Dir/scr. Shunji Iwai. Japan, 2016, 179 mins.
Befitting her second job as a convenience store clerk, it’s a life of ease and order that part-time teacher Nanami (Haruo Kuroki) seemingly seeks; but such a fate rarely awaits the protagonists of Shunji Iwai’s films. Adapting his own novel for the screen, the Love Letter and Hana and Alice writer/director instead takes A Bride for Rip Van Winkle’s lead character on a transformative tour of social norms, rigid judgments, subverted expectations, genuine bonds and much-needed acceptance.It’s all in an attempt to unravel, examine and reassemble the one thing she has always meekly accepted: her identity.
Slowly builds, grows and blossoms into an astute, insightful, multi-layered character study.
The resulting journey is both incident-laden and leisurely — and, with the director’s cut clocking in at a minute shy of three hours, there’s ample room for both. While the alternative 118-minute edit is undoubtedly more audience friendly, it would just-as-certainly rob the feature of its rhythmic ebbs and flows, and of the full force of Iwai’s now-trademark lyricism. It’s little wonder, then, that the longer version gets its due at the Tokyo International Film Festival.
And yet, the existence of a more conventional and constrained effort as a counterpart to the film’s otherwise poetic, purposeful meandering suits A Bride for Rip Van Winkle to a tee. Nanami spends much of the narrative trying to conform, after all, before her not-quite-fairy tale-esque awakening. She’s so softly spoken in class that she dares to use a microphone to be heard — and then not only loses her job, but is teased by her students for it. She also dutifully dates and marries Tetsuo (Go Jibiki), asking her parents to lie about their divorce to please his, and even hiring a rent-a-crowd to attend their nuptials after he remarks on her lack of friends and relatives, all while anonymously posting about her uncertainty on social media.
Then, two new connections change her path: the assistance of money-chasing, jack-of-all trades Amuro (Go Ayano), who first finds the necessary players to pose at Nanami’s wedding, and then offers to help when she suspects Tetsuo is being unfaithful; and the earnest friendship that springs with actress Mashiro (Cocco), the Rip Van Winkle of the movie’s title. The latter further blooms when Amuro lands the newly single Nanami a maid job by Mashiro’s side. But, just like the swift, often thriller-like twists and turns that lead her to care for exotic pets, live in a mansion and gleefully try on wedding dresses with — or, perhaps for — her new pal, little is what it seems.
In 2014, Kuroki won Berlinale’s silver bear for best actress for her work in historical romance The Little House, and though she couldn’t be further from that turn here, her efforts are no less praiseworthy. Constantly under scrutiny by Chigi Kanbe’s probing lens, and frequently the focal point in the cinematographer’s few-too-many soft, circling shots, she builds a believable, relatable and multi-faceted character out of what initially appears to be a bland, submissive shell. Nanami’s mild mannerisms may barely conceal her insidious loneliness and longing to express her true self, but Kuroki’s is a textured, gradually constructed performance. Singer-songwriter Cocco and charming Ayano prove equally revelatory, with the former particularly adept at fleshing out Mashiro’s many complexities.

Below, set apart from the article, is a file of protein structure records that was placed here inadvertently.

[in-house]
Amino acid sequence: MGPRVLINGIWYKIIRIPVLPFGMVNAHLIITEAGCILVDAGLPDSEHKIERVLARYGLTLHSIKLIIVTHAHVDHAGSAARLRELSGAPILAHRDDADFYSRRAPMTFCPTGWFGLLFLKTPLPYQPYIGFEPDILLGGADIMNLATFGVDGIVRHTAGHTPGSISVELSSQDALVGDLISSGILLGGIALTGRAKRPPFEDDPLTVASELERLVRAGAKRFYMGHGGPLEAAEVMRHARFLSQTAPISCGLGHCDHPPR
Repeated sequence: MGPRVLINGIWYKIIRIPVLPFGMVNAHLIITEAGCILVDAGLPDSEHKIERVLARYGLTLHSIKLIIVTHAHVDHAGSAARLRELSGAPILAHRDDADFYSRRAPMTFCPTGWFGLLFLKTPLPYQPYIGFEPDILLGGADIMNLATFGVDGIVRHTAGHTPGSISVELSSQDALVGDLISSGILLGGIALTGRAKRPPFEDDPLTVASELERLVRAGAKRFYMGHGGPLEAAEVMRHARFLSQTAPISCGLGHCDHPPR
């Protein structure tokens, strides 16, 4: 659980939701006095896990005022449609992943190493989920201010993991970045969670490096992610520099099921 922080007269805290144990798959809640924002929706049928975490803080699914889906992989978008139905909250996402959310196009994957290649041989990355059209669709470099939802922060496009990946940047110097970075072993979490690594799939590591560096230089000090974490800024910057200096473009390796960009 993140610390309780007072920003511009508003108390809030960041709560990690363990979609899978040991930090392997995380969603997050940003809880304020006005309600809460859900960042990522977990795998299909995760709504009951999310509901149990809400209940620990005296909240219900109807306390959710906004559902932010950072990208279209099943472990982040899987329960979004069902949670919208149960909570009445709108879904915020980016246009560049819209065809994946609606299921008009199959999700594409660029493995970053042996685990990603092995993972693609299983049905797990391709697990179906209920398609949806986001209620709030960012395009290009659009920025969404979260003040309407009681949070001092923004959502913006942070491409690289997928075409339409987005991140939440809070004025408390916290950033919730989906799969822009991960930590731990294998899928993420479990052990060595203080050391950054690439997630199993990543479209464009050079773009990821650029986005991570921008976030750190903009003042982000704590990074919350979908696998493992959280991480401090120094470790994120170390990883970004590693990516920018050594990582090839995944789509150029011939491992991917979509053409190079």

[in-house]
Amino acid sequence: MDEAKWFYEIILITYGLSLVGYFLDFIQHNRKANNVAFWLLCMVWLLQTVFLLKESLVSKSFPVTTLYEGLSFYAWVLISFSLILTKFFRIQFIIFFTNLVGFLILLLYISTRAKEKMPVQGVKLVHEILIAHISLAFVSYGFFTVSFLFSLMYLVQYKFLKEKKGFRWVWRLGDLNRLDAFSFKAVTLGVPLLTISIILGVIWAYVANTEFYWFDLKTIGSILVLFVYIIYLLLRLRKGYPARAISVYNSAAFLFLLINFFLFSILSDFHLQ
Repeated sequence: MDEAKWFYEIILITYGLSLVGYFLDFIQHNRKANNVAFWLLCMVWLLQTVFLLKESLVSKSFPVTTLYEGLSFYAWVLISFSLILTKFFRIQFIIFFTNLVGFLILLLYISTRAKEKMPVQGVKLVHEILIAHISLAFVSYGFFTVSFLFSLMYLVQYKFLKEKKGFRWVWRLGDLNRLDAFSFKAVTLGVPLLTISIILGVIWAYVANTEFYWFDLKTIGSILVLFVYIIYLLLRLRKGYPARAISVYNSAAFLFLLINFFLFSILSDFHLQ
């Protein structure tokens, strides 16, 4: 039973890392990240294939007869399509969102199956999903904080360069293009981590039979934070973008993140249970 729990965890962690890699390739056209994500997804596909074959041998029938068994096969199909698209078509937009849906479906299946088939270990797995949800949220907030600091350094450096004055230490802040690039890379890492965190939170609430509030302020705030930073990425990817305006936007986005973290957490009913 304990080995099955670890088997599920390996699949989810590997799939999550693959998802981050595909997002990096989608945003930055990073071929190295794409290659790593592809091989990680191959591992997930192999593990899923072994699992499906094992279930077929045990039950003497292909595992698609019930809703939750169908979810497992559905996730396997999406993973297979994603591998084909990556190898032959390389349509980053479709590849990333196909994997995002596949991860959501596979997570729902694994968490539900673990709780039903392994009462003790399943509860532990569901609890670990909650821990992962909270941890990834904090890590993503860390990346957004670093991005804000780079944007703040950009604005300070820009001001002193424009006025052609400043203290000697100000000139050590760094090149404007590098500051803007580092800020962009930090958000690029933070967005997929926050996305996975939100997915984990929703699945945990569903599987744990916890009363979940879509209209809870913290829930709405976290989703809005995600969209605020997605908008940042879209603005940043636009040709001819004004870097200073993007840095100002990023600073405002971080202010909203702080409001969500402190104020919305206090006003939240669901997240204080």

Of course, all three are well served by Iwai’s script, and by his desire to let audiences spend as much time as they can floating through his on-screen world. The feature’s literary origins might be evident in its episodic chapters; however, courtesy of finessed foreshadowing, a rewarding attention to detail and the filmmaker’s own role as editor, its many developments never feel like they’re simply stringing together plot points. Whether quietly watching Nanami gain her sense of self scene-by-scene, or plunging into more dramatic territory whenever Amuro or Mashiro appear, the end result slowly builds, grows and blossoms into an astute, insightful, multi-layered character study.
Indeed, in a stellar year for such patient yet utterly satisfying explorations, A Bride for Rip Van Winkle easily ranks alongside Toni Erdmann and American Honey as a film that only improves and deepens as the minutes tick by.
Production company: Rockwell Eyes
Sales agent: Toei Co, firstname.lastname@example.org
Producers: Tomoyuki Miyagawa, Aki Mizuno, Muneyuki Kii
Executive producer: Shigemichi Sugita
Cinematographer: Chigi Kanbe
Editor: Shunji Iwai
Music: Mako Kuwabara
Production designer: Kyôko Heya
Costume designers: Machiko Koizumi, Nami Shinozuka
Cast: Haruo Kuroki, Go Ayano, Cocco, Go Jibiki, Hideko Hara, Soko Wada, Tomoko Mariya, Akio Kaneda, Ririi.